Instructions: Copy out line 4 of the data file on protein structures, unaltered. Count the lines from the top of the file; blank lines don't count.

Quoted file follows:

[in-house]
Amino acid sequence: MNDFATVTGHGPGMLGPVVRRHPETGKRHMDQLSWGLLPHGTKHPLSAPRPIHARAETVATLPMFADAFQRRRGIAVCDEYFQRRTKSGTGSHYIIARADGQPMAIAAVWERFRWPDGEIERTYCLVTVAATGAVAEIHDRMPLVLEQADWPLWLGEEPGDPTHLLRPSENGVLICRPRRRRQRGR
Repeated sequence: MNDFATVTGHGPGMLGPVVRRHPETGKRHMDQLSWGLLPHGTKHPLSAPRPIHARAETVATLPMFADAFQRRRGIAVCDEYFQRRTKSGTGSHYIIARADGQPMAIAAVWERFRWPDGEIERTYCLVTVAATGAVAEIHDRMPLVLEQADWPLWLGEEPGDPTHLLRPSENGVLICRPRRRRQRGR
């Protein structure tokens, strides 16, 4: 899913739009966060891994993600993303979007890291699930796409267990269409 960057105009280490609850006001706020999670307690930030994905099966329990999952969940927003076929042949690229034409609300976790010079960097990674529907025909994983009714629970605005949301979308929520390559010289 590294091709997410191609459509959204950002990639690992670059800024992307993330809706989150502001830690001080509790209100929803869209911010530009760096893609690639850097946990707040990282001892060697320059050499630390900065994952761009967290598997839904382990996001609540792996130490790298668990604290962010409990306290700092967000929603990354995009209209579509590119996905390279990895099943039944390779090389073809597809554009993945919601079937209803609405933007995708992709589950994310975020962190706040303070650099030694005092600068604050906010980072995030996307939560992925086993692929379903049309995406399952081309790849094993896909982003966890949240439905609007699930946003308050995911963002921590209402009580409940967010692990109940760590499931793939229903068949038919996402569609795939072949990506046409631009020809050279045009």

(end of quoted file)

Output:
């Protein structure tokens, strides 16, 4: 899913739009966060891994993600993303979007890291699930796409267990269409 960057105009280490609850006001706020999670307690930030994905099966329990999952969940927003076929042949690229034409609300976790010079960097990674529907025909994983009714629970605005949301979308929520390559010289 590294091709997410191609459509959204950002990639690992670059800024992307993330809706989150502001830690001080509790209100929803869209911010530009760096893609690639850097946990707040990282001892060697320059050499630390900065994952761009967290598997839904382990996001609540792996130490790298668990604290962010409990306290700092967000929603990354995009209209579509590119996905390279990895099943039944390779090389073809597809554009993945919601079937209803609405933007995708992709589950994310975020962190706040303070650099030694005092600068604050906010980072995030996307939560992925086993692929379903049309995406399952081309790849094993896909982003966890949240439905609007699930946003308050995911963002921590209402009580409940967010692990109940760590499931793939229903068949038919996402569609795939072949990506046409631009020809050279045009």